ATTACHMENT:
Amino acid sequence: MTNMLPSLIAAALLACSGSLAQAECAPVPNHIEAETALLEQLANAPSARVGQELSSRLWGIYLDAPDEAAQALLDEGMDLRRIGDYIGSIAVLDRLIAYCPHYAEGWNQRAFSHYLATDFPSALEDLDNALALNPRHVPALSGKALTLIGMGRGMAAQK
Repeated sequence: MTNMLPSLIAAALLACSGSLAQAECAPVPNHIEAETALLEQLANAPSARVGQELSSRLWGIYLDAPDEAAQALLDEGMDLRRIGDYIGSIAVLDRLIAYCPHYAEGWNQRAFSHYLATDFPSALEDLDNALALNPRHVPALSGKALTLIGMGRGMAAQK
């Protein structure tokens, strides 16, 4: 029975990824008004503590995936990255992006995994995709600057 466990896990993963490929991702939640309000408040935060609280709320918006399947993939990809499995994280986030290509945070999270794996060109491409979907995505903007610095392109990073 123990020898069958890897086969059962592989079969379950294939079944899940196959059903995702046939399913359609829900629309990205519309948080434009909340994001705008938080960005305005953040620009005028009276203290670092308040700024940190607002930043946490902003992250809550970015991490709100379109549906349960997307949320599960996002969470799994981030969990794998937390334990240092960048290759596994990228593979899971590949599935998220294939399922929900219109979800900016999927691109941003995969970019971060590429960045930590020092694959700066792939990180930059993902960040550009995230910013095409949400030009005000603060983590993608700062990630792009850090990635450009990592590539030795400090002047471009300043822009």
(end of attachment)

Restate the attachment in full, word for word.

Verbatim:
Amino acid sequence: MTNMLPSLIAAALLACSGSLAQAECAPVPNHIEAETALLEQLANAPSARVGQELSSRLWGIYLDAPDEAAQALLDEGMDLRRIGDYIGSIAVLDRLIAYCPHYAEGWNQRAFSHYLATDFPSALEDLDNALALNPRHVPALSGKALTLIGMGRGMAAQK
Repeated sequence: MTNMLPSLIAAALLACSGSLAQAECAPVPNHIEAETALLEQLANAPSARVGQELSSRLWGIYLDAPDEAAQALLDEGMDLRRIGDYIGSIAVLDRLIAYCPHYAEGWNQRAFSHYLATDFPSALEDLDNALALNPRHVPALSGKALTLIGMGRGMAAQK
């Protein structure tokens, strides 16, 4: 029975990824008004503590995936990255992006995994995709600057 466990896990993963490929991702939640309000408040935060609280709320918006399947993939990809499995994280986030290509945070999270794996060109491409979907995505903007610095392109990073 123990020898069958890897086969059962592989079969379950294939079944899940196959059903995702046939399913359609829900629309990205519309948080434009909340994001705008938080960005305005953040620009005028009276203290670092308040700024940190607002930043946490902003992250809550970015991490709100379109549906349960997307949320599960996002969470799994981030969990794998937390334990240092960048290759596994990228593979899971590949599935998220294939399922929900219109979800900016999927691109941003995969970019971060590429960045930590020092694959700066792939990180930059993902960040550009995230910013095409949400030009005000603060983590993608700062990630792009850090990635450009990592590539030795400090002047471009300043822009």